I don’t have an issue with adults playing video games. I’m not one of those holier-than-thou, judgmental people who think video games are juvenile or immature. Honestly, I love a good Pixar movie, sometimes I eat kid’s cereal, and don’t hate if a kiddy pool is around for a barbecue. I have no issue with activities and items that are considered “for kids.” But too much of anything is never a good thing, and I have noticed that video games—in particular—are a thing to which people can become addicted. I’ve never really known a casual, adult gamer. It’s either all or nothing. It’s not something anyone dabbles in. And video games have a very peculiar nature: they can let you escape from reality far more than most other activities that are available at the touch of a button. Here is how video games hurt relationships more than you may think.
A lot of video games are part of larger worlds, in which gamers join online forums and communities, having live conversations through their headsets with other gamers. Unfortunately, they can end up talking to other gamers—people they barely know—about their personal lives more than they talk to their own partner.
Video games can elevate heart rate and actually cause the gamer to feel like he is under stress. Then, when he puts down the game after a loss, he can behave irritated and short with his partner as if a real problem has occurred. But it’s all fake, cyber issues.
The gamer usually puts his partner in a position in which she has to nag. “Come to bed,” “We’re going to be late,” “You still haven’t taken out the trash…” are all things we have to say because video gaming has taken our partner’s attention.
Really avid gamers develop their own language with other gamers. The game consumes their minds and conversations. This can leave their partners feeling a bit left out, when all the conversation is centered around something they know nothing about.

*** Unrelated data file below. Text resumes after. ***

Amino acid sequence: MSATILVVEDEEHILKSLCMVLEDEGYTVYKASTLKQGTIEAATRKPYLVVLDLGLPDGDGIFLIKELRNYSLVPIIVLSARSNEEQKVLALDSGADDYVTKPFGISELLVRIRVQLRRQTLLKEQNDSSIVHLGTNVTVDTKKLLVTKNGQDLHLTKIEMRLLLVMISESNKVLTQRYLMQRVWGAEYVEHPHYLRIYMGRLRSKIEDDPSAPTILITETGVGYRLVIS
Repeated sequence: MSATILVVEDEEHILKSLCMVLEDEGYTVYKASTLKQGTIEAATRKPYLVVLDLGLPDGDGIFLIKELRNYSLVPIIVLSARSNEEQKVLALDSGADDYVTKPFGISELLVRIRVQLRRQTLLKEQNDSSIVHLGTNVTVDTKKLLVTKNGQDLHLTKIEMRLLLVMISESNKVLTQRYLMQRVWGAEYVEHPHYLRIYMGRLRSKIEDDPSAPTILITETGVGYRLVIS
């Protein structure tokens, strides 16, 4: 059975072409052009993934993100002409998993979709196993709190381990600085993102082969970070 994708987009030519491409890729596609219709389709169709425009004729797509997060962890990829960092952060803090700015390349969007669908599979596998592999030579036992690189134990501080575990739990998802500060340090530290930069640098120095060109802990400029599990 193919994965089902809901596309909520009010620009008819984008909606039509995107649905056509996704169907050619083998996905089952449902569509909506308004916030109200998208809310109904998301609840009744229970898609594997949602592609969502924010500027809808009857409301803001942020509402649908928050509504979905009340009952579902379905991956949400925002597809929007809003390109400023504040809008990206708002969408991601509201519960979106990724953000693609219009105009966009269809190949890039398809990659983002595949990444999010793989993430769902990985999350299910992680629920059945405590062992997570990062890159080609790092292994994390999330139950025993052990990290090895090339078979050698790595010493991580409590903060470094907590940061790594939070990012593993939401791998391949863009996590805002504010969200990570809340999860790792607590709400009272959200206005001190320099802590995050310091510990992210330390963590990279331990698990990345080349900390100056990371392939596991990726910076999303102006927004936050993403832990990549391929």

It may not seem like a big deal, but when your partner is in front of the TV, playing video games, for four, five, six hours a day…you can almost never just find the TV unoccupied. You always have to ask your partner to stop what he’s doing, so you can watch something.
It’s always more fun to play a video game than accompany your partner to the grocery store, but if you always choose the game over those little errands, you miss out on some important bonding time.
Video games can be so exciting and create worlds that are so immeasurably more thrilling than the real one, that gamers can start to feel discontent and even depressed about their lives.
In the gaming world, the player has a lot of control. He might have weapons. He might have total control over what his character and other characters do—how they treat him, what they do for him. And he can start to think he has that power in his relationship…but he doesn’t.
Some video game addictions are so bad that they become financial burdens. Games, and their accompanying equipment, can be expensive. Not only that but your partner might choose gaming over working extra hours at a part time job to save money.
Often, video games are just a distraction from someone’s real life discontent. If someone doesn’t feel like he’s going where he wants to in real life—say, in his career—he might just throw himself into video games to avoid that fact.
Don’t want to address an issue in your relationship? Just direct that aggression into a video game. Oh, wait, the issue is still there.
Instead of going to bed with his partner, a gamer might just see the fact that she’s going to sleep as an excuse to stay up gaming—it’s not like they were going to hang out, anyways. But that’s a bit of a killer for their sex life.
Most people already sit and look at a screen all day for work, so ideally, our hobbies don’t have us doing the same thing. Then gamers are totally void of the important endorphins that come from movement.
Video game addictions are often just a replacement for another type of addiction, like smoking, drinking, or gambling. But if the gamer needs something to be addicted to, that means he isn’t facing the emotional or mental source of his issues.
For the gamer’s partner, it can feel like she is always in competition with the video game. The activity she suggests has to be more exciting than the video game. She has to beg her partner to come to bed with her. It’s a never-ending battle.